Review: The Butterfly Garden – Dot Hutchison

the-butterfly-garden-cover

The Collector Trilogy #1

SYNOPSIS: Near an isolated mansion lies a beautiful garden.

In this garden grow luscious flowers, shady trees…and a collection of precious “butterflies”—young women who have been kidnapped and intricately tattooed to resemble their namesakes. Overseeing it all is the Gardener, a brutal, twisted man obsessed with capturing and preserving his lovely specimens.

When the garden is discovered, a survivor is brought in for questioning. FBI agents Victor Hanoverian and Brandon Eddison are tasked with piecing together one of the most stomach-churning cases of their careers. But the girl, known only as Maya, proves to be a puzzle herself.

As her story twists and turns, slowly shedding light on life in the Butterfly Garden, Maya reveals old grudges, new saviors, and horrific tales of a man who’d go to any length to hold beauty captive. But the more she shares, the more the agents have to wonder what she’s still hiding…  – via Goodreads

GRADE 7.5I picked this up on special on Amazon recently, and the synopsis looked interesting enough and it had a pretty good rating, so I figured why not? I must say, I think this was definitely money well spent, grabbing something out of the blue. There are issues with the book, for sure, but the minute you figure out how to deal with them, it changes the reading experience altogether. I suppose I should explain that.

The Butterfly Garden asks you to suspend reality. I mean suspend a hell of a lot of it. Sometimes you can imagine some of the things happening and seeing how that would interact in a real-world situation, but there are too many things going down that are just a little too fantastical (including a plotsie near the end). However, if you stop trying to compare this to the real world setting, you will be fine. Just read it as fiction. In fact, rather look at it like… an alternate world/reality. Don’t think about how this would be in real life. Also, realise that the characters are ridiculously unaware (the Garden being built, no questions asked about how his time is spent and why there is a giant greenhouse withing a greenhouse, etc.). Like totally blind – super implausible. Again.  As soon as I had made that mind-shift, I was drawn into this.

The story is rather icky. Seriously, kidnapped girls held as a captive harem to a really sick, twisted man – interesting stuff by far. The book also deal with a lot of characters, all really interesting. I was quite the fan of Bliss – snappy, blunt, honest, I understood her. She had a point when she said the Gardener never asked them to love him. Maya was a character I went back and forth between liking and disliking, and that is not a bad thing. She was quite well written. Then there was Avery, a sick tyrant, and Desmond, a spineless fool. The book sort of tried to manipulate you into liking Desmond, and to pity him, but I couldn’t. Twisted individual that he is, weak and useless. At least the book also highlights that and runs that point home, and isn’t too sympathetic of Desmond, although it still wants you to sort of feel for him. Nope. I know that sounds confusing, but that is how he was put forth. Like him, but don’t like him.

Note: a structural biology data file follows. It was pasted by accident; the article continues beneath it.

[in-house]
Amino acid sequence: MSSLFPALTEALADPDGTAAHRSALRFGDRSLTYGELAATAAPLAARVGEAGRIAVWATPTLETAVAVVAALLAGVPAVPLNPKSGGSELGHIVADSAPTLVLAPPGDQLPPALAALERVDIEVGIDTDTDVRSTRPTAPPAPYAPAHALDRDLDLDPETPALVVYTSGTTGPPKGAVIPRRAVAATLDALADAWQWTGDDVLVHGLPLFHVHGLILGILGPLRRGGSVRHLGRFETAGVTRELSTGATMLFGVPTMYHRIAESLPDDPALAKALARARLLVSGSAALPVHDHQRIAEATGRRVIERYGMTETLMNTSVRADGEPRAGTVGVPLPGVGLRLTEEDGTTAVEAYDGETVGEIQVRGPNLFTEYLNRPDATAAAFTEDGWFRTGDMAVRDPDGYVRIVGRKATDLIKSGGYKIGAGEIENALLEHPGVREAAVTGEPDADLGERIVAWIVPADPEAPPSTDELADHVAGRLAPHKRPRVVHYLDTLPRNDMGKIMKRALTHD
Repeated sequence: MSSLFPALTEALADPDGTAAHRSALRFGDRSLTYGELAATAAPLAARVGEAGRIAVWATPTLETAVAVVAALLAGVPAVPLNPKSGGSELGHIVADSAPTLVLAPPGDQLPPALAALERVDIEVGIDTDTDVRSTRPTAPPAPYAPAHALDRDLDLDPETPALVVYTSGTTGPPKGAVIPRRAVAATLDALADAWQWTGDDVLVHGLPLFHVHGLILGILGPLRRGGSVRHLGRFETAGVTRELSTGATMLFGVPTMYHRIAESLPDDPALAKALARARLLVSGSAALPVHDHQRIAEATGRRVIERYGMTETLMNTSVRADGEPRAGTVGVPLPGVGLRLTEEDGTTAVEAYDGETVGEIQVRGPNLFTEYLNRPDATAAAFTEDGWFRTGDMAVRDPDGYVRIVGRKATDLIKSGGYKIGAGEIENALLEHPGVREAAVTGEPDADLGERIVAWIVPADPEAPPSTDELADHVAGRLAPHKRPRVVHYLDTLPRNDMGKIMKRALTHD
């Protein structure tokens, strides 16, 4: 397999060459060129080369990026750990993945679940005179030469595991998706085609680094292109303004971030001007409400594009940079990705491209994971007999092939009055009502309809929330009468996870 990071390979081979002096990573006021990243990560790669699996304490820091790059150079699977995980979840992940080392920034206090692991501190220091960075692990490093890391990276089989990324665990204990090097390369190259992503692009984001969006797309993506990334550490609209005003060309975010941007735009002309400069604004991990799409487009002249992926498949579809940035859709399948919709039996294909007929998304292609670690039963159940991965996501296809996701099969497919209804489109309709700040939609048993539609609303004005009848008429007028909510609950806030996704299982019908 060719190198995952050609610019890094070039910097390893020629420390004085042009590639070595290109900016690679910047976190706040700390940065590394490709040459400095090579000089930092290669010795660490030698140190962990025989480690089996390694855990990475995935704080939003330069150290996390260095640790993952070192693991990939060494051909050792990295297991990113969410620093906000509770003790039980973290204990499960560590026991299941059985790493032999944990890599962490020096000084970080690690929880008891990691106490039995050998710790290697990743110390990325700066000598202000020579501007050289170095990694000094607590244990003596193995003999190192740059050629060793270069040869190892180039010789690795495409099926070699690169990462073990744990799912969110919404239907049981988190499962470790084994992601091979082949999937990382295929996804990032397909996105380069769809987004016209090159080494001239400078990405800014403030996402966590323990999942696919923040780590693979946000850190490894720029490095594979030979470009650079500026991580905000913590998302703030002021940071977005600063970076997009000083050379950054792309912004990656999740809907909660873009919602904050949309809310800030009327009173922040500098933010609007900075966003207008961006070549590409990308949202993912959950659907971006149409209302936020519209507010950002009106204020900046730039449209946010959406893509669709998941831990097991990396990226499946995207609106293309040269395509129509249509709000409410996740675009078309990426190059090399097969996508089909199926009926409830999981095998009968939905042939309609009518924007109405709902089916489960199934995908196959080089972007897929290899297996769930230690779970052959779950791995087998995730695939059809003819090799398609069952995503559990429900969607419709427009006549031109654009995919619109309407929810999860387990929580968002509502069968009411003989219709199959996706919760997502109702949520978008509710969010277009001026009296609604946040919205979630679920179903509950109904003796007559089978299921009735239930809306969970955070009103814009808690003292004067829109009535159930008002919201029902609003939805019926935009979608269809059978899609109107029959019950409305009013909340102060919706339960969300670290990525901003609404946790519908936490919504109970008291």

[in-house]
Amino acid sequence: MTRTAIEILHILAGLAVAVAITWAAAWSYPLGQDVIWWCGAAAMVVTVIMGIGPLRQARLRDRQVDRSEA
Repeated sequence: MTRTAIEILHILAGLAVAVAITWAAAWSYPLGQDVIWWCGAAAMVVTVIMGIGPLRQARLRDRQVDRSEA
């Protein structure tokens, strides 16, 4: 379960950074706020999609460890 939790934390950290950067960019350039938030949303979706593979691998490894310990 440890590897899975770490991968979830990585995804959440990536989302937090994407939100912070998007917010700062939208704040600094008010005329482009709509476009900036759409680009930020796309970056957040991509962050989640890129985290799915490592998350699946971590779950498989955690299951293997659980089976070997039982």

The atrocities the girls suffer at the hands of the Gardener and his sons is awful. Truly, there are such sick things going on all the time. Eventually (and I hate to say this), you become desensitised to it, though it is still quite nasty to even consider the events unfolding for these young girls. I appreciated the bond that formed between them, and how real names were given as sad parting gifts.

I enjoyed the pacing. There were times that I thought it meandered (especially around the middle – lots of drag), and could have been tightened up, but for the most part the story just zipped along. The writing draws you in from the off, and even the style in which the story is told is something I highly appreciated. It wasn’t overly complex or anything like that, so don’t expect a super detailed, in depth book here. The jumping back and forth between the present and what happened in the Garden was seamless, effortless, and it didn’t get on my last nerve, as this style can usually grate on me. The Butterfly Garden also flies along, and is really quick to get through, though it is dark and very messed up. The ending, too, wraps things up (there is a sequel, though I see it is not necessarily delving too much into this story). I felt it was a little rushed, so I hope the sequel spends some time just tying up those last ends neatly.

This was quite an interesting read for me, one that had me hooked, one that I stumbled on totally by accident.If you are willing to forget about reality, and are okay with suspending it to the extent of an alternate reality, then I would recommend this one. Even if you can’t, and you don’t mind things not being too realistic, you might like this. I have pre-ordered the sequel, I would like to see how that goes.

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